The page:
In 1995, Hawking married his nurse, Elaine Mason, although they divorced in 2006 amid unconfirmed rumours of physical abuse, and he has since made up his differences with his first wife, Jane. In 2003, Hawking became dangerously ill with pneumonia, before confounding his doctors once again by recovering and throwing himself ever more emphatically into his work.
Hawking's views on the existence of God have been the subject of much debate, especially since his 1988 "A Brief History of Time" in which he mused that the discovery of an overarching theory of everything would allow us to "know the mind of God", which some people have interpreted as literal and some as literary. However, in his 2010 book "The Grand Design" he states unequivocally that "spontaneous creation is the reason there is something rather than nothing, why the universe exists, why we exist. It is not necessary to invoke God...to set the universe going".
Hawking retired from his position as Lucasian Professor of Mathematics at Cambridge in 2009, in accordance with the University's retirement policy, and accepted a Distinguished Research Chair at the Perimeter Institute for Theoretical Physics in Waterloo, Canada. In the same year, he was awarded the Presidential Medal of Freedom, the highest civilian award in the United States.
Stephen Hawking died at age 76 on March 13, 2018.
#1 Along with Roger Penrose, he did ground-breaking work on singularities
A gravitational singularity is a one-dimensional point which contains infinite mass in an infinitely small space. In a singularity, gravity becomes infinite, space-time curves infinitely and the laws of physics as we know them cease to exist. Along with English mathematical physicist Roger Penrose, Stephan Hawking did path-breaking work on singularities which proved their existence and theorized that the universe might have begun as a singularity. Their Penrose–Hawking singularity theorems attempt to answer when gravitation produces singularities.
#2 Hawking co-discovered the four laws of black hole mechanics
With James Bardeen and Brandon Carter, Stephan Hawking discovered the four laws of black hole mechanics. These laws are physical properties that black holes are believed to satisfy and are analogous to the laws of thermodynamics. In January 1971, his essay titled “Black Holes” won the prestigious Gravity Research Foundation Award.
Simulated view of a Black Hole
#3 His most significant theory is that black holes emit the Hawking radiation
Previously physicists believed nothing could escape a black hole. In 1974, Stephan Hawking showed that black holes emit radiation, which may continue till they exhaust their energy and evaporate. Stephen’s prediction of what became known as the Hawking radiation initially created a controversy but on further research was considered an important breakthrough in theoretical physics.
#4 He contributed to the theory of cosmic inflation
Introduced by Alan Guth in 1980, cosmic inflation is a theory in physical cosmology which proposes that following the Big Bang, the universe expanded exponentially before settling down to slower expansion. It is now widely accepted. Stephen Hawking was one of the first to calculate quantum fluctuations that were created during cosmic inflation and to show how they might give rise to the spread of galaxies in the universe.
History of the Universe Diagram
#5 Along with James Hartle, he proposed an important model on universe’s initial state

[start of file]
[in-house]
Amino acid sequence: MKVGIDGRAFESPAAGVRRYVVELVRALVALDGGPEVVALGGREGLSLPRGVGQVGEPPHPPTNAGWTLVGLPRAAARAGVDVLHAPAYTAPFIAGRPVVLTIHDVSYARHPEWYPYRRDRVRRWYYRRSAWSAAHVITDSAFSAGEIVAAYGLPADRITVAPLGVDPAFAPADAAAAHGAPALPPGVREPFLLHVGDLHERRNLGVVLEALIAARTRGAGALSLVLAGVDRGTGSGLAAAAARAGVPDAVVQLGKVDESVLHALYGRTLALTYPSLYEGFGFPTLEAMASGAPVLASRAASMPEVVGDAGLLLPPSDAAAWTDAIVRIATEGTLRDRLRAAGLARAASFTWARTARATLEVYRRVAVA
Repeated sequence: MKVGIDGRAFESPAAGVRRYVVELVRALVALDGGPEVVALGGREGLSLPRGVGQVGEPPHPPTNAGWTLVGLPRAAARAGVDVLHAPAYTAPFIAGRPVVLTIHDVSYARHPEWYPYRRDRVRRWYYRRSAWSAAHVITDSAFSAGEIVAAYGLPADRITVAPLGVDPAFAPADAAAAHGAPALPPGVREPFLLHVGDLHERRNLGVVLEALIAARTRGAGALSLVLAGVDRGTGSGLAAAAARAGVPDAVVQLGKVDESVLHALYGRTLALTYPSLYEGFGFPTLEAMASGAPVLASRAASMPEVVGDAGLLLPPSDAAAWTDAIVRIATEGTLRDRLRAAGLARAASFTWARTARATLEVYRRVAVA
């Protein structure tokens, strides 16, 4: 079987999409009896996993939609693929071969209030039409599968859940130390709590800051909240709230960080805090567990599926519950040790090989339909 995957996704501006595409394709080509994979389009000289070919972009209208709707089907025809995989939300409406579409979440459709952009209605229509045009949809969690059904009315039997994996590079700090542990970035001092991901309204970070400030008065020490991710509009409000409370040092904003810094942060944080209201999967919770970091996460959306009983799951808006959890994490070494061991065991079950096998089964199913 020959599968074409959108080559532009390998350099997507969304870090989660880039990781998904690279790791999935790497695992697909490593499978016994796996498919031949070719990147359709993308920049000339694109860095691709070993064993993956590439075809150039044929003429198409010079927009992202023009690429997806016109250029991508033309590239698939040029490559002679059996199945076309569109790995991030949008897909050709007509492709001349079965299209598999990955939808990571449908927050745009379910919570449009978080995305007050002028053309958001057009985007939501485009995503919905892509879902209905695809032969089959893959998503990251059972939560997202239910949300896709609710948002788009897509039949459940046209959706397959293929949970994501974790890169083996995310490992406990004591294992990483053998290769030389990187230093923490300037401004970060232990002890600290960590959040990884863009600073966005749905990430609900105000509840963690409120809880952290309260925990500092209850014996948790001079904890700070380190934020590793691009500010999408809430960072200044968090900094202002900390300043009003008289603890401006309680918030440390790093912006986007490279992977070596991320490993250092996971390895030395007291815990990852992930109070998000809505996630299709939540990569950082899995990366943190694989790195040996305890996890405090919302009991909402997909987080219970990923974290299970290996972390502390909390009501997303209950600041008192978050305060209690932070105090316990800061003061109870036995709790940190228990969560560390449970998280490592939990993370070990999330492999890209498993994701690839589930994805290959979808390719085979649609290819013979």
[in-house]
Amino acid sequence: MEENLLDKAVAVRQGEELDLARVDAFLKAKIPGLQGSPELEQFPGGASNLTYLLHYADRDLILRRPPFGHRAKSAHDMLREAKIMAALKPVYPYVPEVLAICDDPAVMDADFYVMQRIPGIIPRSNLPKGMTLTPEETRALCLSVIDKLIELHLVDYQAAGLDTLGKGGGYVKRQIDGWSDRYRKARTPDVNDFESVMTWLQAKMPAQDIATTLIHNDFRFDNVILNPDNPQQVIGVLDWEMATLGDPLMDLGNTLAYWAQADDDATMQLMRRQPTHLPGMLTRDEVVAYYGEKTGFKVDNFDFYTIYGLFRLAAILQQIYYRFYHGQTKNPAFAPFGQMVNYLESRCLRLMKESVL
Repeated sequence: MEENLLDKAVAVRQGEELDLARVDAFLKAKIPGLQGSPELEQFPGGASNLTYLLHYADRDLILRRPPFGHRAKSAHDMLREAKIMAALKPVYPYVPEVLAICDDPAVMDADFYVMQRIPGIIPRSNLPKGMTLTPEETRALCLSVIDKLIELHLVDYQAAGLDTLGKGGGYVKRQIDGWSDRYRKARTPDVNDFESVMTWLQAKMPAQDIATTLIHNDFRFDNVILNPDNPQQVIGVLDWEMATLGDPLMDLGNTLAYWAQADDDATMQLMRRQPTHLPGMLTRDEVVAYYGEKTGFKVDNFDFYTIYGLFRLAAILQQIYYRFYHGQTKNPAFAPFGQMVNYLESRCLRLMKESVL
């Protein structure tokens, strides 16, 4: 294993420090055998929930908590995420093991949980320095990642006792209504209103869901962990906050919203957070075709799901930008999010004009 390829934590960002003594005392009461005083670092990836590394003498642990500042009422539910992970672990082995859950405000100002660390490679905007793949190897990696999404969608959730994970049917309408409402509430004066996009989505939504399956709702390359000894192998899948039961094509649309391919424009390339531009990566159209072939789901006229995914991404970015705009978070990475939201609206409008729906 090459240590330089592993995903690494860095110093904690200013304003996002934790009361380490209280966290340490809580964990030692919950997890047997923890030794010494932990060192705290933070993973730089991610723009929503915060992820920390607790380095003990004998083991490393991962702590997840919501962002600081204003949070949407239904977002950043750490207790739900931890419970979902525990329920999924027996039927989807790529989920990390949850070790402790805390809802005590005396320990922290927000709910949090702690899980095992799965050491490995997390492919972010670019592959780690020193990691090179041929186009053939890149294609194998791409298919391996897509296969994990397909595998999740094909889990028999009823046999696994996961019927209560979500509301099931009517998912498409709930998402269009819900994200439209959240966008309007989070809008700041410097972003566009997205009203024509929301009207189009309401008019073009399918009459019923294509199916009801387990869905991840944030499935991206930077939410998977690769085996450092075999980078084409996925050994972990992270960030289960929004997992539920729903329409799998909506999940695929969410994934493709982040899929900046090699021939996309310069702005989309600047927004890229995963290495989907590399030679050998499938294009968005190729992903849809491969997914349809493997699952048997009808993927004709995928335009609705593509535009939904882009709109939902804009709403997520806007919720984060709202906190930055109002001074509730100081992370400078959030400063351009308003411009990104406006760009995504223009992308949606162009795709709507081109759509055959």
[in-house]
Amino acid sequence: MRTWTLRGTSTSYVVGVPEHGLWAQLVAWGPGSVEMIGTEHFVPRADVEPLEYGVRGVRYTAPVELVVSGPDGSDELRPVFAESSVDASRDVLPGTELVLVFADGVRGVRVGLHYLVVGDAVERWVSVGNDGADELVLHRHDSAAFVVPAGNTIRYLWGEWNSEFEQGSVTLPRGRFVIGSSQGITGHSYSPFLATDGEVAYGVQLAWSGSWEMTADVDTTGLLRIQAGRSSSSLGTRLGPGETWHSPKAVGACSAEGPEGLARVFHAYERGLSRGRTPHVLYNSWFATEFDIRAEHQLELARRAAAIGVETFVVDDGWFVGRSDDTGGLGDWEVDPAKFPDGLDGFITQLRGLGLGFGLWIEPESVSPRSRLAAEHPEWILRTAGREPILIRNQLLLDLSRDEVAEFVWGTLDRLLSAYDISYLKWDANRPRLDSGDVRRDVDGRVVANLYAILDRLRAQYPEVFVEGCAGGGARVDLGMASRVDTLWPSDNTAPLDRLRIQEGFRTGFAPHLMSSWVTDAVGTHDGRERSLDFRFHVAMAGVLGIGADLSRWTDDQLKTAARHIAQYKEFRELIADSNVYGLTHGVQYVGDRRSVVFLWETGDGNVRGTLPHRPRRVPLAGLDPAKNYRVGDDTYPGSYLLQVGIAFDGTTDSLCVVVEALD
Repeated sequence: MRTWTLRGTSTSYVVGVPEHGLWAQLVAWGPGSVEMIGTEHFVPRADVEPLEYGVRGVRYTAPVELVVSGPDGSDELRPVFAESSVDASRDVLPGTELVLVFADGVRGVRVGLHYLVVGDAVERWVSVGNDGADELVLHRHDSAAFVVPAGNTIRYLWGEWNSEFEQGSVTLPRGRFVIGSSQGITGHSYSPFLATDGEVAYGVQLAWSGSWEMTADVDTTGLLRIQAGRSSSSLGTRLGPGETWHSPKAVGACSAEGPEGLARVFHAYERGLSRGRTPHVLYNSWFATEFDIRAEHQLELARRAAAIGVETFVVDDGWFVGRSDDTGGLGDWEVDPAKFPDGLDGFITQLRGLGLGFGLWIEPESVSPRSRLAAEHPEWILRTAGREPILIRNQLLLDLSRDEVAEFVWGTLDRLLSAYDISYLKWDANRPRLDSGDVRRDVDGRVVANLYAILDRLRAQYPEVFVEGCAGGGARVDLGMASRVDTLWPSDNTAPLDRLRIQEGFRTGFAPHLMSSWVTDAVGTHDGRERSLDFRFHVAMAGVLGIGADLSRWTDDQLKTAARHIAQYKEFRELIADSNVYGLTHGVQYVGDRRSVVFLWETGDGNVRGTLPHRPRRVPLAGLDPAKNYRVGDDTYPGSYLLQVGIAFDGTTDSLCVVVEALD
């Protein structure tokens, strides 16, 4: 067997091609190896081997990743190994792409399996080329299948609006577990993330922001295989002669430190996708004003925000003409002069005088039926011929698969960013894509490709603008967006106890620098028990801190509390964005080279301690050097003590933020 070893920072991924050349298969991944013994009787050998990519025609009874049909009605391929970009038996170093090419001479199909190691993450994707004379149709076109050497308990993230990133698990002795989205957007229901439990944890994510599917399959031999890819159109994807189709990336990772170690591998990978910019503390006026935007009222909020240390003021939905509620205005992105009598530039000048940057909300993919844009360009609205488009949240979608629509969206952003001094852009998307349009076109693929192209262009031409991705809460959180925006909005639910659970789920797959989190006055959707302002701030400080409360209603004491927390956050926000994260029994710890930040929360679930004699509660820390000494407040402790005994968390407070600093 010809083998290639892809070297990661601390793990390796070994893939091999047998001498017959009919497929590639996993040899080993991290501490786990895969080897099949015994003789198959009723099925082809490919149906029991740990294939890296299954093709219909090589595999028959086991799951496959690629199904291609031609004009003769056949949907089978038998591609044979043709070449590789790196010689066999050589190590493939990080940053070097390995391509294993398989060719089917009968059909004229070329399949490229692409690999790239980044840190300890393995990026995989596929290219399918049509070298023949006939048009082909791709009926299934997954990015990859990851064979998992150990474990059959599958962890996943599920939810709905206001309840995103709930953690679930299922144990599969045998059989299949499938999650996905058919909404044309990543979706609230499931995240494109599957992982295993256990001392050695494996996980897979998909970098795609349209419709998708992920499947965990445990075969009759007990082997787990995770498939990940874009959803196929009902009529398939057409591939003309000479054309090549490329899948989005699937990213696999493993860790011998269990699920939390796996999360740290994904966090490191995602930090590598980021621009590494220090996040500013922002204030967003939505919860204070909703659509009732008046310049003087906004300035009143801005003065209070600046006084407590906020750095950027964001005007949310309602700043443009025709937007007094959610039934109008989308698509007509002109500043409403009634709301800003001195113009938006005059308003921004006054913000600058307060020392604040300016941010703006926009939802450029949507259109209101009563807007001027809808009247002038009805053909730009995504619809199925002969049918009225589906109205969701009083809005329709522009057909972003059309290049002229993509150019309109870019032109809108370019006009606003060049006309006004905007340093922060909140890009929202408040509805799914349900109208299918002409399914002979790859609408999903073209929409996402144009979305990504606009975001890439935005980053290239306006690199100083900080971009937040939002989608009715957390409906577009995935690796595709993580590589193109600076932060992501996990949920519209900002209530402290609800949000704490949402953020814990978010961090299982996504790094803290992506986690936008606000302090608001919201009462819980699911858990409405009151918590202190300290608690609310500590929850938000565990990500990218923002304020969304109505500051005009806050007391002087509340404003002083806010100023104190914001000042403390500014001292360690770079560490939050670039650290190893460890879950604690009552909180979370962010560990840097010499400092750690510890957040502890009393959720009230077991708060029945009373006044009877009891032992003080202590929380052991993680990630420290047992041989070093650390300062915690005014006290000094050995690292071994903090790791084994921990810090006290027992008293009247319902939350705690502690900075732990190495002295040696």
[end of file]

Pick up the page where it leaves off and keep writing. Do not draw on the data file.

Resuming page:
Along with James Hartle, Stephen Hawking published a model known as the Hartle–Hawking state in 1983. It proposed that time didn’t exist before the Big Bang and hence the concept of the beginning of the universe is meaningless. The Hartle–Hawking state universe has no beginning as it has no initial boundaries in time or space. It remains one of themost prominent theories on the initial state of the universe.
Hawking says the universe had no clear “bang.” You can wind back the clock to the edges of those first moments of existence, but asking what came before would be like asking why you can keep walking north when you get to the North Pole. Time, as we define it, loses its meaning as the universe shrinks down.
James B. Hartle
#6 With Thomas Hertog, he proposed a theory of “top-down cosmology”
In 2006, Stephen Hawking, along with Thomas Hertog of CERN, proposed a theory of “top-down cosmology”. It proposed that the universe had not one unique initial state but consisted of a superposition of many possible initial conditions. Thus as we don’t know the initial conditions at the beginning of the universe, we can’t have a bottom-up model. This leaves the possibility of only a top-down approach as we know the final state of the universe – the one we are in now. The theory became popular as it fits in with the well-known string theory.
The Theory of Everything (2014) by James Marsh.
The Theory of Everything is Stephen Hawking's multi award-winning biopic. Eddie Redmayne won an Academy Award for Best Actor as Professor Hawking, and Felicity Jones portrayed Jane Hawking. It follows the story of Stephen and Jane's life, from first meeting in Cambridge in 1964, with Stephen's subsequent academic successes and his increasing disability.
Hawking (2013) documentary by Stephen Finnigan.
HAWKING is the extraordinary story of the planet's most famous living scientist, told for the first time in his own words and by those closest to him. Made with unique access to Professor Hawking's private life by BAFTA nominated director Stephen Finnigan, this is an intimate and moving journey into Professor Hawking's world, both past and present.
Hawking (2004) BBC drama by Philip Martin. Starring Benedict Cumberbatch as Prof. Hawking
A BBC television film starring Benedict Cumberbatch as Professor Hawking. It follows Stephen's early life as a PhD student following his quest for the big bang theory while struggling with the onset of Motor Neurone Disease.
A Brief History of Time (1991) by Errol Morris
The original 1991 biography of Professor Hawking, directed by Errol Morris, containing interviews with Stephen, his colleagues, friends and family.